Adding non RHEL products to your Red Hat Satellite 6


Red Hat Satellite 6 has features that allow you to import content that is not Red Hat related and distribute this content across your Linux fleet. If you are on a disconnected environment and you want to ensure that you are the sole source of this content, synchronising content through Red Hat Satellite 6 is a great way to ensure that your end users are only obtaining content from one source. If they are already getting RHEL content from your Satellite, you can value add and provide other repositories, such as hardware, EPEL, Foreman, Jenkis and so on. If you have a routine to bring in RHEL content into your disconnected Satellite 6, adding non RHEL products to this takes a matter minutes and the overhead is fairly low. The initial export and import is the only time consuming process.

For this example, I will use EPEL as it is widely used by a Linux fleet of hosts. As I am located in Australia and on the Optus network, I have picked the Optus Mirror located at

To start with, browse to the site and grab the GPG keys as you want users to be able to access them and verify the packages themselves if required. Upload the GPG keys

Now to add the EPEL product into Satellite. Fill in the necessary details, associate the product with the EPEL GPG key that we just uploaded and add the product to a sync plan if you chose to.

We will use Repo Discovery to add EPEL 7. Insert the URL of the repo (in this case EPEL 7 Server x86_64 from the Optus mirror) and click discover.

Once we have created the repo, we can begin to sync this content and start distributing the product to customers. We now have some options on how we want to distribute the product and we can either chose to add it into a content view or not. We can chose to make this content available via HTTP and users do not need to register to Satellite to grab any package and can use the repo as they would normally on non RHEL products such as Fedora or CentOS.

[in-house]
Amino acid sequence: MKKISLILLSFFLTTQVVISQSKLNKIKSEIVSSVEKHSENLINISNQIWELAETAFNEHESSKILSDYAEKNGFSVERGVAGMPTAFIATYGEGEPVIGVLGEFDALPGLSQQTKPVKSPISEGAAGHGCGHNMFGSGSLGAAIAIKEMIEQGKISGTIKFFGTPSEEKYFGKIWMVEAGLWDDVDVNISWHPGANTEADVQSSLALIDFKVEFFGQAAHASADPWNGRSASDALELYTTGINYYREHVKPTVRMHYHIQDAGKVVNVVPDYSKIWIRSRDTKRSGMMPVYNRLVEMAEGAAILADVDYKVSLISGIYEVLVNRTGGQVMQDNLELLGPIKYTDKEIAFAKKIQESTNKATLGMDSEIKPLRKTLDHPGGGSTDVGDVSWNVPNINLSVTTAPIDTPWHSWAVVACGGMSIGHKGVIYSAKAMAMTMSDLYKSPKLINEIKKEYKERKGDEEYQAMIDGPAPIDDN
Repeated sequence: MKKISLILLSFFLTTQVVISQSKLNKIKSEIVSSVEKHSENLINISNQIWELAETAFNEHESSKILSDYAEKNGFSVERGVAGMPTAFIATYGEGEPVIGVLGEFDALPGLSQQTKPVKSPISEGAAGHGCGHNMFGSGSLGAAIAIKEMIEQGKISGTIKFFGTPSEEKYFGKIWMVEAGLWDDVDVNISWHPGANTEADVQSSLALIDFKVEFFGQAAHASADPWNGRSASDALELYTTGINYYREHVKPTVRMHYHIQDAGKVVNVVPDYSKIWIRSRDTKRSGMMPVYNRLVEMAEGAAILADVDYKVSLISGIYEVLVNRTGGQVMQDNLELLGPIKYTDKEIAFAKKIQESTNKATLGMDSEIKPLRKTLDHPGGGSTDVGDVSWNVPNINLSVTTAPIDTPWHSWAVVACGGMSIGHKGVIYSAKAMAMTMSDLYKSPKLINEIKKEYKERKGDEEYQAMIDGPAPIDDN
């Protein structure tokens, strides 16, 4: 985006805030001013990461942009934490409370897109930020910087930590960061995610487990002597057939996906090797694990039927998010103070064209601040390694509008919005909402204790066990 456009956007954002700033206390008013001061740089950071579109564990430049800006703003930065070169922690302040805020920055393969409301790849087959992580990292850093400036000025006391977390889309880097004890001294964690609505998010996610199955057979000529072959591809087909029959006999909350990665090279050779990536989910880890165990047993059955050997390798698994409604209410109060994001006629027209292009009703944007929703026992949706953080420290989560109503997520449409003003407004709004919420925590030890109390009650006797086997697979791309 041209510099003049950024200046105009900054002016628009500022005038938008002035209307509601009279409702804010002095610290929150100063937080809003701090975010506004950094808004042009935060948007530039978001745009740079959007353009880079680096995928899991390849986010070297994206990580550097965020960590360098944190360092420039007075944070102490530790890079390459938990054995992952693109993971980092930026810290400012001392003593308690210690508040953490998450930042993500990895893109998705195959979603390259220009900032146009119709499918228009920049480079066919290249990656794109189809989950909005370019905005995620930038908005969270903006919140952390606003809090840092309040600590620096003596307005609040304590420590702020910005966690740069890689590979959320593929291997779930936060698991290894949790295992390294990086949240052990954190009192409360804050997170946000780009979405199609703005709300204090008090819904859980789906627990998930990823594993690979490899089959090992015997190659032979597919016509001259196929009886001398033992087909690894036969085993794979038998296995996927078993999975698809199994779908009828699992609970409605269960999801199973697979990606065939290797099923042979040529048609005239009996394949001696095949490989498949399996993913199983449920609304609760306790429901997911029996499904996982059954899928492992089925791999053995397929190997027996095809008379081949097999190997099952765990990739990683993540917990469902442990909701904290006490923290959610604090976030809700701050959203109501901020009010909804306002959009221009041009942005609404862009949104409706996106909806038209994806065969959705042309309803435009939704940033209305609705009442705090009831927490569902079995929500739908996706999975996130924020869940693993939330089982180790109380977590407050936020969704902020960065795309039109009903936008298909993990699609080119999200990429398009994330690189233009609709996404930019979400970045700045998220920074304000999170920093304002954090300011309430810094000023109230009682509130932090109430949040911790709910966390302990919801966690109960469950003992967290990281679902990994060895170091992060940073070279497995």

A quick and dirty way to add this repo to a host, just create epel.repo (can be anything as long as it ends with .repo)

name=Example Repository

If you make the EPEL GPG keys available for users, they can download this and import them onto the host.

For users that are registered to Red Hat Satellite 6, we have the option of doing what we did above or we can publish this into a content view and allow users to enable this repo through subscription manager. Once you have added this product into the content view, through Satellite, you can have the repo enable or disabled by default once a host is registered.

It is highly recommend to remove or filter the “epel-release”package as this will create another EPEL repo pointed towards the internet.



February 16, 2018 at 10:04 pm

I’d ensure that gpgcheck=1 since you have made sure the keys are available. Put the GPG key in /var/www/html/pub on the Satellite and then you can define the gpgkey location in the repo file on the hosts. That way hosts will download, install and use the GPG key to verify the content. If you have the product in the content view then Satellite and yum will take care of this anyway.

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